Stars and Stripes for Xaverian’s Soto • Brooklyn Paper

Stars and Stripes for Xaverian’s Soto

Team USA catcher Elvin Soto is getting a chance to wear the red, white and blue.

Elvin Soto’s meteoric rise continues.

The Xaverian rising senior thought it couldn’t get any better than verbally committing to play for Pac-10 powerhouse Arizona, a rarity for a New York City standout. But the switch-hitting catcher from the Bronx took a step further when he was named to the Team USA 18U National Team last week.

“Going to Arizona is big, but playing for your country is even bigger,” said Soto. “Getting a chance to play with these guys, they’re great players and coaches. Being able to open doors up for New York City kids, I’m pretty excited.”

Fittingly, his first game in a USA jersey came at MCU Park in Coney Island, his home away from home with the Clippers. It was the opener of a five-game exhibition series against the Greater New York Sandlot Athletic Alliance on Tuesday afternoon.

In front of friends and family, Soto started for Team USA, going 1-for-3 with an RBI and two walks in an 8-5 victory.

“It’s crazy, its nuts,” Soto said. “I was really looking forward to wearing the USA jersey so I’m happy it happened.”

It’s been a whirlwind couple of weeks for Soto, who was named to The Post’s second-team All-City squad last month. First came the Perfect Game National Showcase at Tropicana Field in Florida, immediately followed by the Tournament of Stars, which also featured George Washington shortstop Mike Antonio, at the USA Baseball National Training Complex in Cary, NC.

Then came the 18U Trials, also in Cary, and Soto continued to impress the Team USA coaching staff.

“He really stood out at the Tournament of Stars as the best defensive catcher that was there,” Team USA 18U manager Garye LaFevers. “When we brought him to trials you start to learn other things about him … He does a good job of handling the pitching staff, communicating with the infield, he brings a lot of enthusiasm and bounce to the game and he’s doing a great job for us.”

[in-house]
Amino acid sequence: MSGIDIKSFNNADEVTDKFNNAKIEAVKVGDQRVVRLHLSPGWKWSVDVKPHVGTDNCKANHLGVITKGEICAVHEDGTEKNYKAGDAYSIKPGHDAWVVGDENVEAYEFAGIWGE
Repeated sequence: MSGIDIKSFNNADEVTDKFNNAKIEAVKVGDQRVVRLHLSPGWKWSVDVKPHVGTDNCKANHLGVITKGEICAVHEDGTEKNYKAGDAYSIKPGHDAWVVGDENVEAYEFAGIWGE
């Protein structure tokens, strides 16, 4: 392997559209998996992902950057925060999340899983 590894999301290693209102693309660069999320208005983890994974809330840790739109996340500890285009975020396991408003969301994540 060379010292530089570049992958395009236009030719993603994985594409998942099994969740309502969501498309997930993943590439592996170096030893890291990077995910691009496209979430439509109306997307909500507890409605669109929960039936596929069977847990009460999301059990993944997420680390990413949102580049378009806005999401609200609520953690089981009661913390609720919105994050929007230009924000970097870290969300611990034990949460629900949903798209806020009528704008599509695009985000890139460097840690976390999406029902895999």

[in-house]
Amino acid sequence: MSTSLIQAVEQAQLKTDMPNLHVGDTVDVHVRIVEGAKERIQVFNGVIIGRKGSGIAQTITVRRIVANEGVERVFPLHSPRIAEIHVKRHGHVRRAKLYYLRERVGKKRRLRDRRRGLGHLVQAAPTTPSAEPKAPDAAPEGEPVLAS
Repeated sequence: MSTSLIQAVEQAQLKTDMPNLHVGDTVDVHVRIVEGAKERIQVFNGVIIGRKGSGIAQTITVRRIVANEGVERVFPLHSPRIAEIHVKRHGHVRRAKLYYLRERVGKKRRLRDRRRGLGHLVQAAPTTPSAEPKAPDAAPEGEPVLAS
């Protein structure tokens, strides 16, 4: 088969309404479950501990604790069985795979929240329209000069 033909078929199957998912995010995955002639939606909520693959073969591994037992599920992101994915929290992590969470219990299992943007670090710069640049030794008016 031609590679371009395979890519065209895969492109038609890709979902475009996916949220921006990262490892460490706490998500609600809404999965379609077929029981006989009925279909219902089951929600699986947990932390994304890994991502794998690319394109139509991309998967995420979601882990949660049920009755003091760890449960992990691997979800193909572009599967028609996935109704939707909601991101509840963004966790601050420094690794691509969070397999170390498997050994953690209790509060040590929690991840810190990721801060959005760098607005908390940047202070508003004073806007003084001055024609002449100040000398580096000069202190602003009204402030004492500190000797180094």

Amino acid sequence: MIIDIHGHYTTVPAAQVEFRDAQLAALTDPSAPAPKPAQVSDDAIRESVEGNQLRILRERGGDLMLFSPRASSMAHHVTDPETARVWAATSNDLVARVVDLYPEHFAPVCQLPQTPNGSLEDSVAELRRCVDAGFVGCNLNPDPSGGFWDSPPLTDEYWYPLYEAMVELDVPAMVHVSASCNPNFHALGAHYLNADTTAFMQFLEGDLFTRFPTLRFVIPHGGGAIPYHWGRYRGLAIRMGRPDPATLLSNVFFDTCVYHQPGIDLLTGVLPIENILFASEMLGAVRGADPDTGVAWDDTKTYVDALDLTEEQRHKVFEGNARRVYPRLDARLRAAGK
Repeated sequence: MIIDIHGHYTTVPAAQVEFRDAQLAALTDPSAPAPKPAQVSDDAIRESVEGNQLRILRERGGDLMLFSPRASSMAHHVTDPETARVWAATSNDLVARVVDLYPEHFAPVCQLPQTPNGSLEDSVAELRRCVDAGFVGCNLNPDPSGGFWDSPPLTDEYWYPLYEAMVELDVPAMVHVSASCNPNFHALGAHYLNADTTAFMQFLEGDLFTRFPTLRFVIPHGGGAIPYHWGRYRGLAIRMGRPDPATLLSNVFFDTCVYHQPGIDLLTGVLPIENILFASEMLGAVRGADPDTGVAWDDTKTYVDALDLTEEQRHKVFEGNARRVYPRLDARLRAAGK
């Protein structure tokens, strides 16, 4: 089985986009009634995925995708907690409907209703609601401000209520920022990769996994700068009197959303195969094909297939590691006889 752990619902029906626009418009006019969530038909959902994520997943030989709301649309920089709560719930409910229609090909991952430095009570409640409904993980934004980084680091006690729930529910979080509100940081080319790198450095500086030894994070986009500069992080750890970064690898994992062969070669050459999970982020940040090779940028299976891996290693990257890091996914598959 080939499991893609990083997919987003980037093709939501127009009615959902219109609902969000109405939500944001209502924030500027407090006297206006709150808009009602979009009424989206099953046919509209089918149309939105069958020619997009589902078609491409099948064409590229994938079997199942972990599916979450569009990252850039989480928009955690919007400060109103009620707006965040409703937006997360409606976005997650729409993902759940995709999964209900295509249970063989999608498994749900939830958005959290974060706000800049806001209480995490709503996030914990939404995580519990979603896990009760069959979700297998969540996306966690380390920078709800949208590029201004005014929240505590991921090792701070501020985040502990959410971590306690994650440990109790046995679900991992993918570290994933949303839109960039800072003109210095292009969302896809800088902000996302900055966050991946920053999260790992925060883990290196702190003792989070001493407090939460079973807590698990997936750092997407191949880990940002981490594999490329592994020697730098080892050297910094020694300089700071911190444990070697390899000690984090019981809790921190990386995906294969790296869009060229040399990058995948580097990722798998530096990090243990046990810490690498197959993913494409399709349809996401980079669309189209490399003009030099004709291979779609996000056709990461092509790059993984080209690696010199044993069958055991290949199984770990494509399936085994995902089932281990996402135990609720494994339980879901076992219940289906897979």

Six minutes into a meeting last week, Soto realized the dream of a lifetime.

“When I heard my name called at that meeting it was just overwhelming,” he said. “I just started crying. You really don’t get a lot of kids from New York that make this USA team. It’s just crazy.”

While Soto is on the United States radar, any hope of playing in the Olympics in two years was dashed when the International Olympic Committee voted baseball out of the 2012 London Games five years ago.

However, Soto continues to impress and no doubt will be one of the most sought after players in the New York area next year. But his initial concern is about playing well in the 2010 IBAF ‘AAA’ World Junior Championship in Thunder Bay, Ontario later this month.

Soto acquitted himself well in his first game in a Team USA jersey. He drove in Christian Lopes with a single to left in the second inning and worked out walks in the sixth and eighth innings. After the game, Soto was besieged with photo requests from friends and family in between a pair of interview requests.

Not bad for someone who was all but ignored when he tried to garner the attention of the 14U staff a few years ago.

“My freshman year I filled out an application for the 14U team, but I never got a response back,” Soto said. “This year was my year and I got lucky.”

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